The challenge

  • Empirical studies show that it is not the size of urban agglomerations that create criminal surroundings but rather the poor planning, design and management of urbanization.
  • Studies have shown that a large percentage of urban dwellers in developing and transitional countries have been victims of crime over a five year period, with victimisation rates reaching 70% in parts of Latin America and the Caribbean and Africa (UN-Habitat, 2007).
  • Research points to inequalities (UN-Habitat, 2015), lack of institutional and social control and social exclusion (not poverty 1 ) as underlying causes of crime and violence in urban areas.

Impact

Before Safer Cities Interventions: A culture of apathy among the citizenry in community safety
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After Safer Cities Interventions: Increased participation of the citizenry through the adaptation of the Safer Cities tools by the private sector and civil society.
Before Safer Cities Interventions: Urban poor perceived as holding the greatest responsibility of crime and violence.
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After Safer Cities Interventions: The perception of the urban poor as the major offenders of crime changed when the crime victim survey results were disclosed which showed the main victims of crime and violence were the poor.
Before Safer Cities Interventions: Youth perceived as a problem and the youth crime problem addressed through the criminal justice system.
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After Safer Cities Interventions: Youth increasingly incorporated as part of the solution and as resources to the community safety and cohesion through Safer Cities art and sport programmes.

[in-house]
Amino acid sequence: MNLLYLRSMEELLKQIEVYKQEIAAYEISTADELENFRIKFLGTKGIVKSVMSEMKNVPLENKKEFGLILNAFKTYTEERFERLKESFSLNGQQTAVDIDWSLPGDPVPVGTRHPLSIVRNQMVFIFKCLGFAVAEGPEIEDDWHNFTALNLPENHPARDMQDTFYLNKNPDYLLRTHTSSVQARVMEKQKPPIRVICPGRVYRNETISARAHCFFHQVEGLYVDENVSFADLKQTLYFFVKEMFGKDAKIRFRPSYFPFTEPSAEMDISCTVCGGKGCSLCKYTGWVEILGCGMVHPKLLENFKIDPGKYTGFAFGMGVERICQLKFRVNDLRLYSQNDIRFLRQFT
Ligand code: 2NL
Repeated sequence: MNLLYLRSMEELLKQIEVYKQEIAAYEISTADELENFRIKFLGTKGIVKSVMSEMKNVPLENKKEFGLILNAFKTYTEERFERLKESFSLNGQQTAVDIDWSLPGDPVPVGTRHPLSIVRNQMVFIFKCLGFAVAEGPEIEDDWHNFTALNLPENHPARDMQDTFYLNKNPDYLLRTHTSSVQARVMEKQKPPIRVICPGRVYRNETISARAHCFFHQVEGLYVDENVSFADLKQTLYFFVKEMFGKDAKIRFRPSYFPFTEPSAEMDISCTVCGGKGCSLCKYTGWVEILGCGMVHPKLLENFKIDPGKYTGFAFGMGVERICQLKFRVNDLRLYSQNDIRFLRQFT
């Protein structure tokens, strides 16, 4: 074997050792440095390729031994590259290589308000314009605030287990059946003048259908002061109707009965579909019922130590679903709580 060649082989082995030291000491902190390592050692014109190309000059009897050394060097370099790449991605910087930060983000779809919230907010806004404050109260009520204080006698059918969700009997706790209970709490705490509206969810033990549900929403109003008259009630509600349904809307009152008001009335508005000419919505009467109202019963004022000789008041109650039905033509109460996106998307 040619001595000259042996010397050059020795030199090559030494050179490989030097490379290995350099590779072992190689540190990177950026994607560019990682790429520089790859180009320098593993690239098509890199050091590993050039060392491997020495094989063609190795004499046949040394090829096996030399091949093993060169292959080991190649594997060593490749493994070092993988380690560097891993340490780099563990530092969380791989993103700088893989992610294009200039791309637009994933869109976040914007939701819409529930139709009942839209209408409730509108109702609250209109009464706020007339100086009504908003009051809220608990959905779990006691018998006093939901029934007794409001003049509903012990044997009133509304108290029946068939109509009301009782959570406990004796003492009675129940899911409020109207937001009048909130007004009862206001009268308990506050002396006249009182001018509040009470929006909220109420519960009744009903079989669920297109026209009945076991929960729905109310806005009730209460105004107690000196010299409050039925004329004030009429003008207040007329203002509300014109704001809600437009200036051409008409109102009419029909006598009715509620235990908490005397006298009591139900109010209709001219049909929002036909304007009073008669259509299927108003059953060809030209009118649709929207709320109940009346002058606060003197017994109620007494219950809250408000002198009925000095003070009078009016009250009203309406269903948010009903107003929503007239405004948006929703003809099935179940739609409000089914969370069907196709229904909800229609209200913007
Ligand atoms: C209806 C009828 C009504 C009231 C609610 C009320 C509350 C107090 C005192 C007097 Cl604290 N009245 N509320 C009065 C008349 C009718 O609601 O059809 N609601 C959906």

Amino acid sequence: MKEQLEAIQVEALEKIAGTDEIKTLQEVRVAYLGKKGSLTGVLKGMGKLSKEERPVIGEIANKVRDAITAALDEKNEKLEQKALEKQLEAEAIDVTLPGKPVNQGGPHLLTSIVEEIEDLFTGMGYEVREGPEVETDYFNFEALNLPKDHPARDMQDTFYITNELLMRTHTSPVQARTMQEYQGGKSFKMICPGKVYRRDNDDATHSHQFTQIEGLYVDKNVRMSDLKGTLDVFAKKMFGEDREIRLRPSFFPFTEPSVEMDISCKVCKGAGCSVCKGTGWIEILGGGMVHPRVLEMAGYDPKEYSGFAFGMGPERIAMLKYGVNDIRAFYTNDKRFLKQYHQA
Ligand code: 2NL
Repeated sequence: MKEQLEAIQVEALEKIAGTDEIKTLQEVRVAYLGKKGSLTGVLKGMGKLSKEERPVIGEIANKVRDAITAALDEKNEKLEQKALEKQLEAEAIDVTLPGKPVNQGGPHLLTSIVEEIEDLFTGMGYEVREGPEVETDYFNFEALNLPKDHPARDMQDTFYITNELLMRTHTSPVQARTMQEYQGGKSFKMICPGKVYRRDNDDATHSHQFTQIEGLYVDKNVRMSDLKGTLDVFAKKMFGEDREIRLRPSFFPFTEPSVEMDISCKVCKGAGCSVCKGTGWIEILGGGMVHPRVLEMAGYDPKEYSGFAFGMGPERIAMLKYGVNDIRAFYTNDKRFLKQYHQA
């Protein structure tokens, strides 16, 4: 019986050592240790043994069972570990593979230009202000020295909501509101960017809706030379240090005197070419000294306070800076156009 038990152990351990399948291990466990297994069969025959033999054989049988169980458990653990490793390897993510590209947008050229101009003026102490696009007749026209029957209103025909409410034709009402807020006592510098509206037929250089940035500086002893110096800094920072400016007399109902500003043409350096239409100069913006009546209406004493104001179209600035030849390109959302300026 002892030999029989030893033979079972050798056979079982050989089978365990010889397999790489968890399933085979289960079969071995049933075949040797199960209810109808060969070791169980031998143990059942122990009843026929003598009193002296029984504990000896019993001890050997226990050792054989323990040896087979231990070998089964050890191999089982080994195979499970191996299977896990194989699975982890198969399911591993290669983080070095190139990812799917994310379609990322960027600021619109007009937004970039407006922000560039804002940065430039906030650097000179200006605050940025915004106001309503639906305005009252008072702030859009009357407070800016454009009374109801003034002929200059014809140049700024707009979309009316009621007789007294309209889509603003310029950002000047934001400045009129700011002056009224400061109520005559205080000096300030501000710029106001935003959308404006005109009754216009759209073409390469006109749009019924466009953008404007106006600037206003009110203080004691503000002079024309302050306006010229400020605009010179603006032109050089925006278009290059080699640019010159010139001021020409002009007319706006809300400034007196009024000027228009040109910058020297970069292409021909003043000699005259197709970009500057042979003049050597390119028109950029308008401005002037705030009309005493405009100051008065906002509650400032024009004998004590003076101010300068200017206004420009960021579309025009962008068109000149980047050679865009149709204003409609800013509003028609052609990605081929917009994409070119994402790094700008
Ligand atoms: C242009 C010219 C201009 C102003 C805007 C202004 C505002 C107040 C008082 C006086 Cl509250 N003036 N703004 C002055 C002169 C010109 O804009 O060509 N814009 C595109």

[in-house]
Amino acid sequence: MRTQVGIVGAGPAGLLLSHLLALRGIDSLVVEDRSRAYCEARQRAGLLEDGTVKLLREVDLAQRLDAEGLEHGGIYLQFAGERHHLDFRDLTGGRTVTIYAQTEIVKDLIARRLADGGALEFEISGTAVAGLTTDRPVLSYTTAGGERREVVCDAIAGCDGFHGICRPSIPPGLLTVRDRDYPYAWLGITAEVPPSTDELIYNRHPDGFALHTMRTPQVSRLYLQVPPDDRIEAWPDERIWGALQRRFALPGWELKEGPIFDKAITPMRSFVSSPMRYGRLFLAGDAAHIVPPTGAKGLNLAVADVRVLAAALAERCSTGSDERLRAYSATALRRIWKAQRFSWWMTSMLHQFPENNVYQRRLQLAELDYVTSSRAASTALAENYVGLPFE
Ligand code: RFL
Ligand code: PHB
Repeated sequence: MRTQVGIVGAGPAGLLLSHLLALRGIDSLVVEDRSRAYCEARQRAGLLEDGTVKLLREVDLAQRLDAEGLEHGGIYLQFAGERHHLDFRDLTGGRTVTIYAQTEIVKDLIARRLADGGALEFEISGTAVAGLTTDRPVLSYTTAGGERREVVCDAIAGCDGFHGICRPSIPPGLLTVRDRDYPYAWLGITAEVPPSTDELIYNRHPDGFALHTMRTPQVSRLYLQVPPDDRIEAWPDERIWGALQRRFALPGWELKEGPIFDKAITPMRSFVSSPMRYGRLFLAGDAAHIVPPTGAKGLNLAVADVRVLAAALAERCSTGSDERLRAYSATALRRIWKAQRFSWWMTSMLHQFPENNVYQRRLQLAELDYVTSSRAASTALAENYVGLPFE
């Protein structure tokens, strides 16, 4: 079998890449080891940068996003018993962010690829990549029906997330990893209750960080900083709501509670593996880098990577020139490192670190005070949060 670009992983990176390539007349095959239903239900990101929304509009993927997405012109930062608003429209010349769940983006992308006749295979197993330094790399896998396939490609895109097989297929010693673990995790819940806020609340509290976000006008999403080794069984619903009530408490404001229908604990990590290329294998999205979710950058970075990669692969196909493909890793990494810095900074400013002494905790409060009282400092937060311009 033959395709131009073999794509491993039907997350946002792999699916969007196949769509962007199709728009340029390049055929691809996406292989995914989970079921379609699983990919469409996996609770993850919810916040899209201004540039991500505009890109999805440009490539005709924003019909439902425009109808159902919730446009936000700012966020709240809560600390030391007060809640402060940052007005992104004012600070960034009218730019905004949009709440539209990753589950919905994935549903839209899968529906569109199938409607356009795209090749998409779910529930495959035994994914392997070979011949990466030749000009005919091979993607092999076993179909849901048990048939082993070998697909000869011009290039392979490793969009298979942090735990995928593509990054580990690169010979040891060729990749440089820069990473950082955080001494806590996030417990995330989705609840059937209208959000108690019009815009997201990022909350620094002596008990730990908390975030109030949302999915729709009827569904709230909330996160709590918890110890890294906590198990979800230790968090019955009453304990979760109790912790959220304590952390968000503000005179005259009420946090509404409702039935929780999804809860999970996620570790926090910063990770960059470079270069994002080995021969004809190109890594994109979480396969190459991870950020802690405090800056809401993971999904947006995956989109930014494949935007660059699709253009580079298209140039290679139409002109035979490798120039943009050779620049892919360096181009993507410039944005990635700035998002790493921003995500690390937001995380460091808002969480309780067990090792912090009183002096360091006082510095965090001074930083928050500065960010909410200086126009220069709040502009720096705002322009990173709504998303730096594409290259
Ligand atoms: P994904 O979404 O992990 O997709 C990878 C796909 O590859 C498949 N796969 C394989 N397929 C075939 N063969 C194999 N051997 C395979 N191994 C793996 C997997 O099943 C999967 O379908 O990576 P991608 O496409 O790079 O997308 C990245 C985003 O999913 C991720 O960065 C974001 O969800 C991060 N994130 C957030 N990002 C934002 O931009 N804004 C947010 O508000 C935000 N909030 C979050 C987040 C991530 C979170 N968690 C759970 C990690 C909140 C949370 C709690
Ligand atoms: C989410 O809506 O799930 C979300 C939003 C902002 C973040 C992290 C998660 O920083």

"I have lived most of my life in the Eastlands slum in Nairobi working as a garbage collector. For several years, I engaged in crime including carjacking and murder and was severally arrested by the police and kept in custody. But my life changed one day when I encountered UNHABITAT Safer Cities Programme that was holding a concert in my hood called “Looking to the East – a Safer City”. Involved in its activities, I begun changing my perception in the way I saw the society. My self-esteem increased and I started working closely with the City County of Nairobi on its Safer Nairobi Initiative to which I was introduced by UN-HABITAT. I am now seen as a role model to my community… many young people could not believe it was me whom they had seen as a gangster- leave alone the police who were very surprised but kept encouraging me. Formerly a gang member; self-confessed but now reformed, I have now dedicated my time to mobilizing youth, through positive action and community projects. I have now established a car garage, thanks to the Safer Cities approach that has given me a second chance in life."

Bernard Ongeso, 34, Ex-gang member, Nairobi

Leaving no one and no place behind

Hover over or click the icons to learn about UN-Habitat's work on social inclusion here.